Madrona shield bearer (Coptodisca arbutiella)
Serpentine madrona miner (Marmara arbutiella)
Description, biology and damage The serpentine madrona miner adult is a tiny moth. Larvae of this leaf- and twig-mining moth blaze sinuous, serpentine mines across the surface of leaves. Although damage might be unsightly on individual leaves, they do not affect the long-term health of the tree. This moth affects madrone throughout its range. The madrona shield bearer forms small dark areas on the upper leaf surface. When ready to pupate, the larvae cut two oval pieces of leaves (upper and lower leaf surface), stitches them together with silk, and moves with this case to a protected location and pupates within. These two insects generally occur in low numbers. Occasionally there is a flare-up in the population which crashes by the next season due to natural controls.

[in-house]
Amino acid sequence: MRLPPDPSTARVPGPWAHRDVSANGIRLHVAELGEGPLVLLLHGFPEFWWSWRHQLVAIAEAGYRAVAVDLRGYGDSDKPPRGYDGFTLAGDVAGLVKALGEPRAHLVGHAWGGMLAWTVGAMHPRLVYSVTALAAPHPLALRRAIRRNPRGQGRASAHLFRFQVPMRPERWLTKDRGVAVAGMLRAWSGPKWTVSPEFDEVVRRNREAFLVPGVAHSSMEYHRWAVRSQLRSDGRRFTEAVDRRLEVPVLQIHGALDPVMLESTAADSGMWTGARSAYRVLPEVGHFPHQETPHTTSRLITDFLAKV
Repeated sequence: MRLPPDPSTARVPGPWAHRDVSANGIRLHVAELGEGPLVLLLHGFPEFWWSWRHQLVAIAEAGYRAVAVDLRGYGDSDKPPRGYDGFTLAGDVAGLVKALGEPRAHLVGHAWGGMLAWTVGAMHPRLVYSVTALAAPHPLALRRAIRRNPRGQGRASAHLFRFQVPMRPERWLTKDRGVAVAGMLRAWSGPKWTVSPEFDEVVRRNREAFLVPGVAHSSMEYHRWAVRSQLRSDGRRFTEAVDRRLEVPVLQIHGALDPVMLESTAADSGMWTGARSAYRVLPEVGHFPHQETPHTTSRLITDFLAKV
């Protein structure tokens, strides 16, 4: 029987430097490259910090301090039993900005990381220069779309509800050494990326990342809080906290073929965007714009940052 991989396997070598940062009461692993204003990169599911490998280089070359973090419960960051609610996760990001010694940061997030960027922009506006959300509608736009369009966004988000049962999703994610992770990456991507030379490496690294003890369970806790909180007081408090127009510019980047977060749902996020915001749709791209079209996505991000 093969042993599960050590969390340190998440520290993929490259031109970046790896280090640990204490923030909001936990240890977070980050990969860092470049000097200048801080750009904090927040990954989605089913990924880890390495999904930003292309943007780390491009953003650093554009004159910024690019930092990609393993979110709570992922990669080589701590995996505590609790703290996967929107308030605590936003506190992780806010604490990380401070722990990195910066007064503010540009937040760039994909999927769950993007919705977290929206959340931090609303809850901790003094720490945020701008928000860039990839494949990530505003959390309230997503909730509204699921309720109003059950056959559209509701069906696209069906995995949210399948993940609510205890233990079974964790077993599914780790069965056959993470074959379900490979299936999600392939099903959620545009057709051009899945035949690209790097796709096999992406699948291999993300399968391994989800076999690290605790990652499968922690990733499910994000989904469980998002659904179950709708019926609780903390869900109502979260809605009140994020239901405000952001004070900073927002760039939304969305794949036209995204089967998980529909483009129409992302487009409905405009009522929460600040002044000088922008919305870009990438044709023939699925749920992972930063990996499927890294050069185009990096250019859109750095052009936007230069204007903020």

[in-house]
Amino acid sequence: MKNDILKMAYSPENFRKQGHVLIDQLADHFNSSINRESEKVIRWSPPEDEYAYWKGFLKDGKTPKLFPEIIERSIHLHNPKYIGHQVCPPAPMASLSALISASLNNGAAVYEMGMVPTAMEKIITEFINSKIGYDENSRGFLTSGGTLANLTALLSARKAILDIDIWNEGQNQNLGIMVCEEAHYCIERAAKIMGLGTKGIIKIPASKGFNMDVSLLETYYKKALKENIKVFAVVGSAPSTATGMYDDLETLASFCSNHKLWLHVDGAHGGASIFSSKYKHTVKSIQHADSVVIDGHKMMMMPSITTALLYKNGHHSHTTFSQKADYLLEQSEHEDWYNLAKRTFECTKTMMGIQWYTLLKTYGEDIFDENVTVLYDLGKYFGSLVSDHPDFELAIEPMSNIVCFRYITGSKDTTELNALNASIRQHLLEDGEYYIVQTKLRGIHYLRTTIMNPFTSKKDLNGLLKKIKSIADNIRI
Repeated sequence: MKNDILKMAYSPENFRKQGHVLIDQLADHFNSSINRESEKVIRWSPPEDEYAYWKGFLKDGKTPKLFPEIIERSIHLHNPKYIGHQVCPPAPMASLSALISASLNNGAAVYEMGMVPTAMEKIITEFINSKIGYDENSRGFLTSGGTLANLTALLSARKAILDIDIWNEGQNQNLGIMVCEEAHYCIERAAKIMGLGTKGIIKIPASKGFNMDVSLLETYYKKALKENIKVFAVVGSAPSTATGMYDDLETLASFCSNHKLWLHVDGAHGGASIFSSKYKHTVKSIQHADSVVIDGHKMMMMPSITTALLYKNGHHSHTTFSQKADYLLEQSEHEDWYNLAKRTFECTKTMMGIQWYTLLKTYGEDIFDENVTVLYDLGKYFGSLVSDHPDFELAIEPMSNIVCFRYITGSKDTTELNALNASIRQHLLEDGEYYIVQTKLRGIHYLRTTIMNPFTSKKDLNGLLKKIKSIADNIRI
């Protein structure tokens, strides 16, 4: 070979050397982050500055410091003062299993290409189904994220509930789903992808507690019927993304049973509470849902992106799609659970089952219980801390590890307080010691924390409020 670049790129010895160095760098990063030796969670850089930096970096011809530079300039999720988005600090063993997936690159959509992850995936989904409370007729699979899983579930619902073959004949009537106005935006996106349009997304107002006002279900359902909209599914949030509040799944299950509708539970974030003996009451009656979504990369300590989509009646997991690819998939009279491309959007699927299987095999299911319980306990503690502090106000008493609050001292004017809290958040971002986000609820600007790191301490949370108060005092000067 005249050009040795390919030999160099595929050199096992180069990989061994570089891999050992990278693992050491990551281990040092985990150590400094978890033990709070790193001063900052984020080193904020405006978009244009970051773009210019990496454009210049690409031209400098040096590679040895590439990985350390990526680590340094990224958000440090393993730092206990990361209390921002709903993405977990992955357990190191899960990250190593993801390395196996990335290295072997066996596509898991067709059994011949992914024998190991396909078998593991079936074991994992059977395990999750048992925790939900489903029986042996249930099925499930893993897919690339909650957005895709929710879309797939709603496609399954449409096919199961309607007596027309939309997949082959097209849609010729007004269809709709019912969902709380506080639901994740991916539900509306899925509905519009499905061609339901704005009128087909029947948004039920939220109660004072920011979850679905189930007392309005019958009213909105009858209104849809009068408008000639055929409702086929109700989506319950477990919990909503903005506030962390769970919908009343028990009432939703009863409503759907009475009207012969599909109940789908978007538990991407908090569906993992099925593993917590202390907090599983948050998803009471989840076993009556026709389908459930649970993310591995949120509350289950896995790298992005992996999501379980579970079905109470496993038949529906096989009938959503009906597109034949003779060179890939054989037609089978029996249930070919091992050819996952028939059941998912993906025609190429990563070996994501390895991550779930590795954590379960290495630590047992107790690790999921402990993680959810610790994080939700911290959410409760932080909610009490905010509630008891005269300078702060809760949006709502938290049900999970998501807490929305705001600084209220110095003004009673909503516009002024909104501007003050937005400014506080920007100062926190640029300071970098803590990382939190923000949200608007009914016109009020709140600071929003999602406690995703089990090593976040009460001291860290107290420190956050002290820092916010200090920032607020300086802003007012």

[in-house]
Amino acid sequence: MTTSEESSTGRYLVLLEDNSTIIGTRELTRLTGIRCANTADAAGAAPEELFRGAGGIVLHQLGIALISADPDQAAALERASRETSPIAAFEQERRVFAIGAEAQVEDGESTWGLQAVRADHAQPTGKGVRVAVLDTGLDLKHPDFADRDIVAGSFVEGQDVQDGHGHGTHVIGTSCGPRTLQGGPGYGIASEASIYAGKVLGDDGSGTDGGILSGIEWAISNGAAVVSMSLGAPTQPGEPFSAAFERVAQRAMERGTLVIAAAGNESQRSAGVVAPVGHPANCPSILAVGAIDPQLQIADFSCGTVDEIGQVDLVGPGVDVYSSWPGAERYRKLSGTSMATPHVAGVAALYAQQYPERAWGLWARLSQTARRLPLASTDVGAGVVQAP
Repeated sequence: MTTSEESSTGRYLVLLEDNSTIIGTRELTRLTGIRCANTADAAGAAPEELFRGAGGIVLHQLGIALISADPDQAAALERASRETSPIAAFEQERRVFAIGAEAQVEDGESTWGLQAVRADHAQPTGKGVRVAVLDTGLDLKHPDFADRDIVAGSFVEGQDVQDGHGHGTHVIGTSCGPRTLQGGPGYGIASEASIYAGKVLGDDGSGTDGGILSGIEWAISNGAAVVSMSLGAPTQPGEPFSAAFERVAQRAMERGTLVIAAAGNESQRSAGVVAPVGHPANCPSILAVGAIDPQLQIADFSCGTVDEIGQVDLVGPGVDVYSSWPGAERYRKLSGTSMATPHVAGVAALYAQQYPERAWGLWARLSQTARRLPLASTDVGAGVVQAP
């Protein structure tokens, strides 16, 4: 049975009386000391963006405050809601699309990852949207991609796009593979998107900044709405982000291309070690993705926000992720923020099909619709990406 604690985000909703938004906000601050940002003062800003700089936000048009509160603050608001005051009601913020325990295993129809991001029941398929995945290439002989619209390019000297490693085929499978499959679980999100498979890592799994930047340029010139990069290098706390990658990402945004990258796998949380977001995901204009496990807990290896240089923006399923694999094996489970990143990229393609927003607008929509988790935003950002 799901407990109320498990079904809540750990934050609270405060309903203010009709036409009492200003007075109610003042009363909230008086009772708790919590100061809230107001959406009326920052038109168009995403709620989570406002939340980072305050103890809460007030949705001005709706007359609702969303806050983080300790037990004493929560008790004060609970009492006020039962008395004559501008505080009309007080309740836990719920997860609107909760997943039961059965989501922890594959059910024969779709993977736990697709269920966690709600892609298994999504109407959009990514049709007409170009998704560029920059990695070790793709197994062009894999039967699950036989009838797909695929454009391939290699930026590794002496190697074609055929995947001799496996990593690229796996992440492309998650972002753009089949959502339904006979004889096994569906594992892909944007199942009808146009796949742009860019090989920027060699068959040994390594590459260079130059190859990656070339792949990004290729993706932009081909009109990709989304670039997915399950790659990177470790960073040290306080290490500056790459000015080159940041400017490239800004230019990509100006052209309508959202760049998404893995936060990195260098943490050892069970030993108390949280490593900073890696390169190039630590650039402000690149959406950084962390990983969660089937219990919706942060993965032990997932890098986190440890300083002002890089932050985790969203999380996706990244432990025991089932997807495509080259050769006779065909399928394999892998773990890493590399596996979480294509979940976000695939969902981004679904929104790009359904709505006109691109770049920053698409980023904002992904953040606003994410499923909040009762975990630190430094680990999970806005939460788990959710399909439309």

Pest monitoring Leafminers usually are scattered in low numbers throughout the trees. Usually, only a few mines can be found.
Remove infested leaves as they are seen if they are bothersome; or tolerate minor blemishes which do not harm the tree.
See Table 3 in: